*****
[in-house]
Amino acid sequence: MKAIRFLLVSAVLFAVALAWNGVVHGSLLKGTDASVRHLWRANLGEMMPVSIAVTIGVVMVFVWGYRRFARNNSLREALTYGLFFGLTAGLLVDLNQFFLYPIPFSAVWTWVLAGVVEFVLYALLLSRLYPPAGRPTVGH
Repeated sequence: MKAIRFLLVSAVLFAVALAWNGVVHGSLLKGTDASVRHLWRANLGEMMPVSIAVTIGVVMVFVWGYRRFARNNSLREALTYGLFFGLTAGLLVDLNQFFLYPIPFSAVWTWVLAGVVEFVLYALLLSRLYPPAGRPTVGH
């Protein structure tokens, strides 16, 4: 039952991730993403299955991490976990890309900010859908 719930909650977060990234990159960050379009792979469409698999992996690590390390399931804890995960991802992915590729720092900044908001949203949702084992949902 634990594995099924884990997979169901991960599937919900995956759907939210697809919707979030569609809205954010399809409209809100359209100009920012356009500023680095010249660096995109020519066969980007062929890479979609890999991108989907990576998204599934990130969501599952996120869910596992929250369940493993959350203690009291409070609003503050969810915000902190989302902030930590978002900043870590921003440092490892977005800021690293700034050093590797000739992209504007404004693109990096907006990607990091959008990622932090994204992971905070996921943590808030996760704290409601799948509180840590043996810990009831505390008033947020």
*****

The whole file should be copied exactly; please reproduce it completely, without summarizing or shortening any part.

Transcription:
[in-house]
Amino acid sequence: MKAIRFLLVSAVLFAVALAWNGVVHGSLLKGTDASVRHLWRANLGEMMPVSIAVTIGVVMVFVWGYRRFARNNSLREALTYGLFFGLTAGLLVDLNQFFLYPIPFSAVWTWVLAGVVEFVLYALLLSRLYPPAGRPTVGH
Repeated sequence: MKAIRFLLVSAVLFAVALAWNGVVHGSLLKGTDASVRHLWRANLGEMMPVSIAVTIGVVMVFVWGYRRFARNNSLREALTYGLFFGLTAGLLVDLNQFFLYPIPFSAVWTWVLAGVVEFVLYALLLSRLYPPAGRPTVGH
């Protein structure tokens, strides 16, 4: 039952991730993403299955991490976990890309900010859908 719930909650977060990234990159960050379009792979469409698999992996690590390390399931804890995960991802992915590729720092900044908001949203949702084992949902 634990594995099924884990997979169901991960599937919900995956759907939210697809919707979030569609809205954010399809409209809100359209100009920012356009500023680095010249660096995109020519066969980007062929890479979609890999991108989907990576998204599934990130969501599952996120869910596992929250369940493993959350203690009291409070609003503050969810915000902190989302902030930590978002900043870590921003440092490892977005800021690293700034050093590797000739992209504007404004693109990096907006990607990091959008990622932090994204992971905070996921943590808030996760704290409601799948509180840590043996810990009831505390008033947020």